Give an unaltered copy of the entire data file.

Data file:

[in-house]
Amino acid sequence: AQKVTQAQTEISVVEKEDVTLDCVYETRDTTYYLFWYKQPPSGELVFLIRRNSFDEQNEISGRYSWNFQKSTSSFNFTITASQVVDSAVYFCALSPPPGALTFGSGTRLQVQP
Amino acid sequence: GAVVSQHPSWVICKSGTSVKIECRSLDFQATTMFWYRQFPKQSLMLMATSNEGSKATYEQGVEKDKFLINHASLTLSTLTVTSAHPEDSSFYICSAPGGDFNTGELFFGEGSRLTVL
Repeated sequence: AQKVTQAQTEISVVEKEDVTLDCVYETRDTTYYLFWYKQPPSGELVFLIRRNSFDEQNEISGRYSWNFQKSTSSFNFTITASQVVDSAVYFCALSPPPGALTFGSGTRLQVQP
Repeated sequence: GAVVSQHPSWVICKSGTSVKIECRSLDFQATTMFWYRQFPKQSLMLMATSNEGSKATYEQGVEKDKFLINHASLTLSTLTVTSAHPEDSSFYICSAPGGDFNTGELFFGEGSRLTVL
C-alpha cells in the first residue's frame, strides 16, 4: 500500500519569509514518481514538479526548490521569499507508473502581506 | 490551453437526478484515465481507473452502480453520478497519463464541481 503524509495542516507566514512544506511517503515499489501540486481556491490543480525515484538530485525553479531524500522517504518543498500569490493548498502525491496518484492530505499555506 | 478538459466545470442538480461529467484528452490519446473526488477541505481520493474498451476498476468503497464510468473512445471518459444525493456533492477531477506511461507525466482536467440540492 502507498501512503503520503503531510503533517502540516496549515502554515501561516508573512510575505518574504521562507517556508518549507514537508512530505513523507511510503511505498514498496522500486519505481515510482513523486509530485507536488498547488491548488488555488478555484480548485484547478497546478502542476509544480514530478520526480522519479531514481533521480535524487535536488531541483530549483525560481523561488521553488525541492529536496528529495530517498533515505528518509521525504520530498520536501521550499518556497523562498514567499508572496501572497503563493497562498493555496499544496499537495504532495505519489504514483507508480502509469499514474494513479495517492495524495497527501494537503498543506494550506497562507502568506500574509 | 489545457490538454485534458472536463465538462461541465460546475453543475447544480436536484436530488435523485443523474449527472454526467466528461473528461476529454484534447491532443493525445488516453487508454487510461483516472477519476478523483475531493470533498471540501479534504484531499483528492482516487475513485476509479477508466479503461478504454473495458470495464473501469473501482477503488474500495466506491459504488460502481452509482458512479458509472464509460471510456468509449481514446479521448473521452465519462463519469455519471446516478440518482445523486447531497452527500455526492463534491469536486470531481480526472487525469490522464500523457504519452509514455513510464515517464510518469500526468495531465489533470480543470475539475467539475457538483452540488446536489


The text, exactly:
[in-house]
Amino acid sequence: AQKVTQAQTEISVVEKEDVTLDCVYETRDTTYYLFWYKQPPSGELVFLIRRNSFDEQNEISGRYSWNFQKSTSSFNFTITASQVVDSAVYFCALSPPPGALTFGSGTRLQVQP
Amino acid sequence: GAVVSQHPSWVICKSGTSVKIECRSLDFQATTMFWYRQFPKQSLMLMATSNEGSKATYEQGVEKDKFLINHASLTLSTLTVTSAHPEDSSFYICSAPGGDFNTGELFFGEGSRLTVL
Repeated sequence: AQKVTQAQTEISVVEKEDVTLDCVYETRDTTYYLFWYKQPPSGELVFLIRRNSFDEQNEISGRYSWNFQKSTSSFNFTITASQVVDSAVYFCALSPPPGALTFGSGTRLQVQP
Repeated sequence: GAVVSQHPSWVICKSGTSVKIECRSLDFQATTMFWYRQFPKQSLMLMATSNEGSKATYEQGVEKDKFLINHASLTLSTLTVTSAHPEDSSFYICSAPGGDFNTGELFFGEGSRLTVL
C-alpha cells in the first residue's frame, strides 16, 4: 500500500519569509514518481514538479526548490521569499507508473502581506 | 490551453437526478484515465481507473452502480453520478497519463464541481 503524509495542516507566514512544506511517503515499489501540486481556491490543480525515484538530485525553479531524500522517504518543498500569490493548498502525491496518484492530505499555506 | 478538459466545470442538480461529467484528452490519446473526488477541505481520493474498451476498476468503497464510468473512445471518459444525493456533492477531477506511461507525466482536467440540492 502507498501512503503520503503531510503533517502540516496549515502554515501561516508573512510575505518574504521562507517556508518549507514537508512530505513523507511510503511505498514498496522500486519505481515510482513523486509530485507536488498547488491548488488555488478555484480548485484547478497546478502542476509544480514530478520526480522519479531514481533521480535524487535536488531541483530549483525560481523561488521553488525541492529536496528529495530517498533515505528518509521525504520530498520536501521550499518556497523562498514567499508572496501572497503563493497562498493555496499544496499537495504532495505519489504514483507508480502509469499514474494513479495517492495524495497527501494537503498543506494550506497562507502568506500574509 | 489545457490538454485534458472536463465538462461541465460546475453543475447544480436536484436530488435523485443523474449527472454526467466528461473528461476529454484534447491532443493525445488516453487508454487510461483516472477519476478523483475531493470533498471540501479534504484531499483528492482516487475513485476509479477508466479503461478504454473495458470495464473501469473501482477503488474500495466506491459504488460502481452509482458512479458509472464509460471510456468509449481514446479521448473521452465519462463519469455519471446516478440518482445523486447531497452527500455526492463534491469536486470531481480526472487525469490522464500523457504519452509514455513510464515517464510518469500526468495531465489533470480543470475539475467539475457538483452540488446536489